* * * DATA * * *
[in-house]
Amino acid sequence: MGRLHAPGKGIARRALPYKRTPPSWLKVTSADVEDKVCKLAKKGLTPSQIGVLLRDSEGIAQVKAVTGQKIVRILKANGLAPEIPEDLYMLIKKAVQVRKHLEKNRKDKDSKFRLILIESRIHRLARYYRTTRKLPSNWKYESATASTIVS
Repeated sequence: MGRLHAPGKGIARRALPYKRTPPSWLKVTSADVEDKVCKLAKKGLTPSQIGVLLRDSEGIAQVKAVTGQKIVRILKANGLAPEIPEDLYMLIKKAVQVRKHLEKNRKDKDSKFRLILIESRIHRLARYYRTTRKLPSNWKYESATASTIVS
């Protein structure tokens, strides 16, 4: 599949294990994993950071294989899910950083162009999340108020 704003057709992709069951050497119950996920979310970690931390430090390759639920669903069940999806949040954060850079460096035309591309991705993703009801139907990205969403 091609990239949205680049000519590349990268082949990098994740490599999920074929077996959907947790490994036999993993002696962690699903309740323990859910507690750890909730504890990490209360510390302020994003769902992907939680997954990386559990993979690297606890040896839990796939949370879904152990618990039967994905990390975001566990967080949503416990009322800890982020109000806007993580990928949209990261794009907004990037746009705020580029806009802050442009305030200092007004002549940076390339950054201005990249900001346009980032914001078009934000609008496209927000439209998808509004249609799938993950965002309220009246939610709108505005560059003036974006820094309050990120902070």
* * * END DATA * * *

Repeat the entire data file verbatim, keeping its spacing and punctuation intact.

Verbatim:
[in-house]
Amino acid sequence: MGRLHAPGKGIARRALPYKRTPPSWLKVTSADVEDKVCKLAKKGLTPSQIGVLLRDSEGIAQVKAVTGQKIVRILKANGLAPEIPEDLYMLIKKAVQVRKHLEKNRKDKDSKFRLILIESRIHRLARYYRTTRKLPSNWKYESATASTIVS
Repeated sequence: MGRLHAPGKGIARRALPYKRTPPSWLKVTSADVEDKVCKLAKKGLTPSQIGVLLRDSEGIAQVKAVTGQKIVRILKANGLAPEIPEDLYMLIKKAVQVRKHLEKNRKDKDSKFRLILIESRIHRLARYYRTTRKLPSNWKYESATASTIVS
């Protein structure tokens, strides 16, 4: 599949294990994993950071294989899910950083162009999340108020 704003057709992709069951050497119950996920979310970690931390430090390759639920669903069940999806949040954060850079460096035309591309991705993703009801139907990205969403 091609990239949205680049000519590349990268082949990098994740490599999920074929077996959907947790490994036999993993002696962690699903309740323990859910507690750890909730504890990490209360510390302020994003769902992907939680997954990386559990993979690297606890040896839990796939949370879904152990618990039967994905990390975001566990967080949503416990009322800890982020109000806007993580990928949209990261794009907004990037746009705020580029806009802050442009305030200092007004002549940076390339950054201005990249900001346009980032914001078009934000609008496209927000439209998808509004249609799938993950965002309220009246939610709108505005560059003036974006820094309050990120902070």